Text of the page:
Judges Give OK to Texas Map
A three-judge federal panel upheld a Republican-backed Congressional map that is expected to seriously alter Texas Members’ plans for the 2004 elections and provide House Republicans with a several-seat pickup in the Lone Star State.
The map endangers as many as six Democrats, at least one of whom — Rep. Jim Turner — is not expected to seek re-election following the ruling. Concerns over the new map also played a major part in Rep. Ralph Hall’s decision to switch party affiliation from Democrat to Republican last Friday.
“We are obviously very happy with the court’s ruling,” said National Republican Congressional Committee Communications Director Carl Forti. “This means Republicans are going to pick up seats in Texas.”
The decision also reinforces the GOP’s hold on the House, making it increasingly difficult for Democrats to win back the majority. Following Hall’s switch, Republicans hold 230 seats to the Democrats’ 204. Independent Rep. Bernie Sanders (Vt.) caucuses with Democrats.
Democrats are expected to immediately request the Supreme Court stay the new map, but prospects for that appeal are dim. A supplemental filing period will now begin for candidates under the new map. Filing closes Jan. 16.
“Top Republicans … have sacrificed Hispanics and African-Americans to strengthen the right wing of the Republican Party,” said Democratic Congressional Campaign Committee Chairman Robert Matsui (Calif.). “Now, it’s up to the U.S. Supreme Court to decide whether to dismantle the Voting Rights Act and roll back more than 40 years of progress.”
The new map overturns a 2001 redrawing of the Texas districts done by the same three-judge panel after the state Legislature was unable to come to an agreement on the lines.
Under the previous map, which was in place for the 2002 election, all 17 Democratic incumbents were re-elected, as were the 13 Republican incumbents. The two new seats awarded to Texas in reapportionment were also won by Republicans.
The new lines create five open seats and at least one Member-vs.-Member contest.
Two new seats — one in the Dallas area and one in Midland — favor Republicans. Already state Rep. Kenny Marchant (R) has announced for the Dallas seat, and accountant and 19th district special election candidate Mike Conaway is the odds-on favorite in the Midland seat.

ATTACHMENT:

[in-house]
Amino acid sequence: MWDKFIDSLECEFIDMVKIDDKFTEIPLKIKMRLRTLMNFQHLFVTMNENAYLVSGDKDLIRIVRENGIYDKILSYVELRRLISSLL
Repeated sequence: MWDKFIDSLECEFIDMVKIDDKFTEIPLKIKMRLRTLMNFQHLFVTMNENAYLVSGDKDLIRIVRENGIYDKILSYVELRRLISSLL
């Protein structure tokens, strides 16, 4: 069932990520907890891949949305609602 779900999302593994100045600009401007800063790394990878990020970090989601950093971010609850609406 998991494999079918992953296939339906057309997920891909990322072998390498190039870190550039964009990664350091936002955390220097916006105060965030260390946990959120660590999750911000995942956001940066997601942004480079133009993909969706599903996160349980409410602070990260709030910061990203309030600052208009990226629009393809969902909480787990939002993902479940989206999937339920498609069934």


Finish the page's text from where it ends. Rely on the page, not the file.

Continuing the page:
Democratic Reps. Gene Green and Chris Bell are likely to win two other open seats that take in large swaths of their former territory.
In the new 25th district, which stretches from the Austin suburbs to the Mexican border, Rep. Lloyd Doggett (D) has already announced his candidacy and is the frontrunner for the nomination in the strongly Democratic seat.
Doggett’s former 10th district has been made significantly more Republican and is a likely pickup for the GOP.
The most high-profile contest created by the new map will be staged in West Texas, where Rep. Charlie Stenholm (D) will take on Rep. Randy Neugebauer (R).
Stenholm, the ranking member on the Agriculture Committee, has held a Republican-leaning seat since 1978. Neugebauer was elected last year in a special election to replace Rep. Larry Combest (R), who resigned mid-term.
Although the Stenholm-Neugebauer race is the only sure Member-vs.-Member race on the docket, several others could develop in the coming days.
Rep. Martin Frost, the leader of Democrats’ redistricting efforts both in Texas and nationwide, said Tuesday he was entertaining a number of possible races including challenges to Reps. Joe Barton in the 6th district, Michael Burgess in the 26th and Pete Sessions in the 32nd. Frost could also run against Marchant in the 24th.
Frost decried the panel’s decision, saying it “effectively repealed the Voting Rights Act.”
Rep. Max Sandlin has made no public comment about his political future, but much of his political base was moved into Hall’s district and he could challenge the 13-term Member although the seat’s demographics strongly favor the GOP.
Similarly, Rep. Nick Lampson (D) could choose to challenge Rep. Ron Paul (R) or Majority Leader Tom DeLay (R). Lampson might also choose to run in the 2nd district — where he now lives — although that seat would have given statewide Republican candidates 61 percent of the vote in 2002.
Rep. Chet Edwards (D) could choose to run against Rep. John Carter (R) in the 31st or in the 17th district that contains his base in Waco.
The court ruling likely brings to an end the nation’s longest running — and most dramatic — redistricting saga.
It began in 2001 when the three-judge federal panel drew a map that largely preserved the status quo, electing 17 Democrats and 15 Republicans to Congress in 2002.
After taking control of both chambers of the Legislature last cycle, Republicans tried during their normal legislative session earlier in the year to redraw the state’s lines. They were thwarted when House Democrats fled to Oklahoma to prevent Republicans from bringing the bill up for a vote.
Gov. Rick Perry (R) immediately called a special session that ended in a deadlock. A second session also failed to produce a map after state Senate Democrats holed up in New Mexico to prevent a quorum.
That standoff was broken when a Democratic state Senator returned to Texas.
The Justice Department gave preclearance to the new map late last year.